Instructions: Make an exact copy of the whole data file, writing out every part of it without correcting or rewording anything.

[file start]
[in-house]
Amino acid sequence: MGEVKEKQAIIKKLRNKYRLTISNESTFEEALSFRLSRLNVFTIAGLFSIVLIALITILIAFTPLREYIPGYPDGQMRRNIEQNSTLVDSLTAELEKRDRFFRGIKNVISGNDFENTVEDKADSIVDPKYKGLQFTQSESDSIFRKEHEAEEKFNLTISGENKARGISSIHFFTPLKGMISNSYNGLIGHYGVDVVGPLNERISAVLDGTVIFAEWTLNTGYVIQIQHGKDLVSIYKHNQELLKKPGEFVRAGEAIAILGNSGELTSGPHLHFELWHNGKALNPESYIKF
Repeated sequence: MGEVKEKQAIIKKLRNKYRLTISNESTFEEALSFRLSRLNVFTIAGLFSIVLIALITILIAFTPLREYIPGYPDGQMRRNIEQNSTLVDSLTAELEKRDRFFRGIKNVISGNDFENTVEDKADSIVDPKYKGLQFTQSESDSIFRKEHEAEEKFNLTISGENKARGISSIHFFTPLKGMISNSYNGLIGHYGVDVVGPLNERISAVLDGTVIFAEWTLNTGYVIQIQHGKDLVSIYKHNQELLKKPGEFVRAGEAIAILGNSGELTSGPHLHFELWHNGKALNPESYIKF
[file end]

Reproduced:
[in-house]
Amino acid sequence: MGEVKEKQAIIKKLRNKYRLTISNESTFEEALSFRLSRLNVFTIAGLFSIVLIALITILIAFTPLREYIPGYPDGQMRRNIEQNSTLVDSLTAELEKRDRFFRGIKNVISGNDFENTVEDKADSIVDPKYKGLQFTQSESDSIFRKEHEAEEKFNLTISGENKARGISSIHFFTPLKGMISNSYNGLIGHYGVDVVGPLNERISAVLDGTVIFAEWTLNTGYVIQIQHGKDLVSIYKHNQELLKKPGEFVRAGEAIAILGNSGELTSGPHLHFELWHNGKALNPESYIKF
Repeated sequence: MGEVKEKQAIIKKLRNKYRLTISNESTFEEALSFRLSRLNVFTIAGLFSIVLIALITILIAFTPLREYIPGYPDGQMRRNIEQNSTLVDSLTAELEKRDRFFRGIKNVISGNDFENTVEDKADSIVDPKYKGLQFTQSESDSIFRKEHEAEEKFNLTISGENKARGISSIHFFTPLKGMISNSYNGLIGHYGVDVVGPLNERISAVLDGTVIFAEWTLNTGYVIQIQHGKDLVSIYKHNQELLKKPGEFVRAGEAIAILGNSGELTSGPHLHFELWHNGKALNPESYIKF